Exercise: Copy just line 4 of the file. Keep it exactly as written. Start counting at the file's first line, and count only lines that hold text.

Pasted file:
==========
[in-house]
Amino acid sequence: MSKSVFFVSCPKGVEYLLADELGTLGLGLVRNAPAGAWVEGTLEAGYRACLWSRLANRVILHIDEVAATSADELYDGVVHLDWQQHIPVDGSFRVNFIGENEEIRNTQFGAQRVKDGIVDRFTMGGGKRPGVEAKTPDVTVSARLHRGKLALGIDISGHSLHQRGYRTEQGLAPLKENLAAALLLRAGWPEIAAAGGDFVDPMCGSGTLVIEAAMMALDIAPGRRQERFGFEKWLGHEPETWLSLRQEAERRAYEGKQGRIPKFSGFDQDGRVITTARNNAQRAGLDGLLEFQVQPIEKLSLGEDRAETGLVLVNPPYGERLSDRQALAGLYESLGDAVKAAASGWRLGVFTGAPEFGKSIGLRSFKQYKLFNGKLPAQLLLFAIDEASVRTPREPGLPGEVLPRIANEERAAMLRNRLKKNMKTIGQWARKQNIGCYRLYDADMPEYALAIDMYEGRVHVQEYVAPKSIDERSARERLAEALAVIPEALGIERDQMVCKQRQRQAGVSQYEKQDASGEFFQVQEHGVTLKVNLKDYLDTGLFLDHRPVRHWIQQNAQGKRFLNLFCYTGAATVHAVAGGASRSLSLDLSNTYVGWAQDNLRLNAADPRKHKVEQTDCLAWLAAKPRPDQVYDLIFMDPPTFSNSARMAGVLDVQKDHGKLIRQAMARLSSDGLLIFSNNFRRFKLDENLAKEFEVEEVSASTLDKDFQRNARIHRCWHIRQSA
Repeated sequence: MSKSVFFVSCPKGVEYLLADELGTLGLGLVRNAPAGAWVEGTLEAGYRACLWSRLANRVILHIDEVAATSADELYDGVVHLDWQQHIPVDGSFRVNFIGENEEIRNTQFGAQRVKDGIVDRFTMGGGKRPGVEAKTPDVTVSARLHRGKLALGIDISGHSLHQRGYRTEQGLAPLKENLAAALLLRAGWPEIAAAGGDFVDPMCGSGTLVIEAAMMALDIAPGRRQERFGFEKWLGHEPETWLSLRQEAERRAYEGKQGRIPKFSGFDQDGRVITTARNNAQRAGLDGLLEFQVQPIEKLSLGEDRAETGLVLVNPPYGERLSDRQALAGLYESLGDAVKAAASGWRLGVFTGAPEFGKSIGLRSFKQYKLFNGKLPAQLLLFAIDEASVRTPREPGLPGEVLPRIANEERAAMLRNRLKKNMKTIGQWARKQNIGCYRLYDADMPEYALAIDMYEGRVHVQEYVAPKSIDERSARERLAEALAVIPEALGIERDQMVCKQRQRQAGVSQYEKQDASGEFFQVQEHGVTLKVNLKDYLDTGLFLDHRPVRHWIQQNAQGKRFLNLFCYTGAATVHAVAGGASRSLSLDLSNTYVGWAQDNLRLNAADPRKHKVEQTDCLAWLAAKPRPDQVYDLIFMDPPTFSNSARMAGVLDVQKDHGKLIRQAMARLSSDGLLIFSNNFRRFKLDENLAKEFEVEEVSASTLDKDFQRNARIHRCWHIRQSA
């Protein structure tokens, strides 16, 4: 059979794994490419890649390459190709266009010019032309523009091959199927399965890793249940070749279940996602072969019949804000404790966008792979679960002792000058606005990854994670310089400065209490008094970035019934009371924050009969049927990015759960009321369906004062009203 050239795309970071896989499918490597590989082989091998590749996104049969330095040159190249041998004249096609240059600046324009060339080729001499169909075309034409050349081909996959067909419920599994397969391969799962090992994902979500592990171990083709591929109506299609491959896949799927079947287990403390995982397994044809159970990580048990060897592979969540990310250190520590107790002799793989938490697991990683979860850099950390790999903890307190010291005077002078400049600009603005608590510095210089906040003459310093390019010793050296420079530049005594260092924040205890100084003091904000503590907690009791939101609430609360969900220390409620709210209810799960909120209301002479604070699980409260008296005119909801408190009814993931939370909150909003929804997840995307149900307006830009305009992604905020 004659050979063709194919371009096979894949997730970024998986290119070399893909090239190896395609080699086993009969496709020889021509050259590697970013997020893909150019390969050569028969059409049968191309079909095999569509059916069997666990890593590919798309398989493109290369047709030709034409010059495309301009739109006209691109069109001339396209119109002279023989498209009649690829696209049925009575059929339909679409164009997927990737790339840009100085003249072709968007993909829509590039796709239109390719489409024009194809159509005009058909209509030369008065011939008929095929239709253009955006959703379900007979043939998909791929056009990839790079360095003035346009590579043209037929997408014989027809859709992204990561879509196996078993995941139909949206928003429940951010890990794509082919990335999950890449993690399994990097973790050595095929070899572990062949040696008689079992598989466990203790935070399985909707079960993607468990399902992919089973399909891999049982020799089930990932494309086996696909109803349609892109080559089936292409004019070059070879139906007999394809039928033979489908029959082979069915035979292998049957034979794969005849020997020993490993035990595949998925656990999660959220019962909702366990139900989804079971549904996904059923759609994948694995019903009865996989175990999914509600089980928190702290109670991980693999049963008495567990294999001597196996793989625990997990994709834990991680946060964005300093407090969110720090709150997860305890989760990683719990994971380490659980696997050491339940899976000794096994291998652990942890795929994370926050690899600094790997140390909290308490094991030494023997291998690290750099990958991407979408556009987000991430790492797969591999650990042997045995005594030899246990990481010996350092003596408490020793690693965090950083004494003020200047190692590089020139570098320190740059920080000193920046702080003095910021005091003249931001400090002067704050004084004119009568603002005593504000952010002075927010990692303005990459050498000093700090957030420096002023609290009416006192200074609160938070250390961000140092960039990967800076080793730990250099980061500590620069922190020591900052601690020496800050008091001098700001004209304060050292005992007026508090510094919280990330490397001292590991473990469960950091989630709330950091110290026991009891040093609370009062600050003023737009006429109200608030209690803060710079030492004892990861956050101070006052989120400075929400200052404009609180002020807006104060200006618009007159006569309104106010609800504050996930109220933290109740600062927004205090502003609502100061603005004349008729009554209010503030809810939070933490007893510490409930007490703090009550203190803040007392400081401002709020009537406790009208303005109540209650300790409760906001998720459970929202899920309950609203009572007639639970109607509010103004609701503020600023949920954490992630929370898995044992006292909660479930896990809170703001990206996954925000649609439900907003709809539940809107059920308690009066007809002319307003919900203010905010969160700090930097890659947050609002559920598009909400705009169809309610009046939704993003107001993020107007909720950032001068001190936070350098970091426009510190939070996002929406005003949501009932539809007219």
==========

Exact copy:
């Protein structure tokens, strides 16, 4: 059979794994490419890649390459190709266009010019032309523009091959199927399965890793249940070749279940996602072969019949804000404790966008792979679960002792000058606005990854994670310089400065209490008094970035019934009371924050009969049927990015759960009321369906004062009203 050239795309970071896989499918490597590989082989091998590749996104049969330095040159190249041998004249096609240059600046324009060339080729001499169909075309034409050349081909996959067909419920599994397969391969799962090992994902979500592990171990083709591929109506299609491959896949799927079947287990403390995982397994044809159970990580048990060897592979969540990310250190520590107790002799793989938490697991990683979860850099950390790999903890307190010291005077002078400049600009603005608590510095210089906040003459310093390019010793050296420079530049005594260092924040205890100084003091904000503590907690009791939101609430609360969900220390409620709210209810799960909120209301002479604070699980409260008296005119909801408190009814993931939370909150909003929804997840995307149900307006830009305009992604905020 004659050979063709194919371009096979894949997730970024998986290119070399893909090239190896395609080699086993009969496709020889021509050259590697970013997020893909150019390969050569028969059409049968191309079909095999569509059916069997666990890593590919798309398989493109290369047709030709034409010059495309301009739109006209691109069109001339396209119109002279023989498209009649690829696209049925009575059929339909679409164009997927990737790339840009100085003249072709968007993909829509590039796709239109390719489409024009194809159509005009058909209509030369008065011939008929095929239709253009955006959703379900007979043939998909791929056009990839790079360095003035346009590579043209037929997408014989027809859709992204990561879509196996078993995941139909949206928003429940951010890990794509082919990335999950890449993690399994990097973790050595095929070899572990062949040696008689079992598989466990203790935070399985909707079960993607468990399902992919089973399909891999049982020799089930990932494309086996696909109803349609892109080559089936292409004019070059070879139906007999394809039928033979489908029959082979069915035979292998049957034979794969005849020997020993490993035990595949998925656990999660959220019962909702366990139900989804079971549904996904059923759609994948694995019903009865996989175990999914509600089980928190702290109670991980693999049963008495567990294999001597196996793989625990997990994709834990991680946060964005300093407090969110720090709150997860305890989760990683719990994971380490659980696997050491339940899976000794096994291998652990942890795929994370926050690899600094790997140390909290308490094991030494023997291998690290750099990958991407979408556009987000991430790492797969591999650990042997045995005594030899246990990481010996350092003596408490020793690693965090950083004494003020200047190692590089020139570098320190740059920080000193920046702080003095910021005091003249931001400090002067704050004084004119009568603002005593504000952010002075927010990692303005990459050498000093700090957030420096002023609290009416006192200074609160938070250390961000140092960039990967800076080793730990250099980061500590620069922190020591900052601690020496800050008091001098700001004209304060050292005992007026508090510094919280990330490397001292590991473990469960950091989630709330950091110290026991009891040093609370009062600050003023737009006429109200608030209690803060710079030492004892990861956050101070006052989120400075929400200052404009609180002020807006104060200006618009007159006569309104106010609800504050996930109220933290109740600062927004205090502003609502100061603005004349008729009554209010503030809810939070933490007893510490409930007490703090009550203190803040007392400081401002709020009537406790009208303005109540209650300790409760906001998720459970929202899920309950609203009572007639639970109607509010103004609701503020600023949920954490992630929370898995044992006292909660479930896990809170703001990206996954925000649609439900907003709809539940809107059920308690009066007809002319307003919900203010905010969160700090930097890659947050609002559920598009909400705009169809309610009046939704993003107001993020107007909720950032001068001190936070350098970091426009510190939070996002929406005003949501009932539809007219």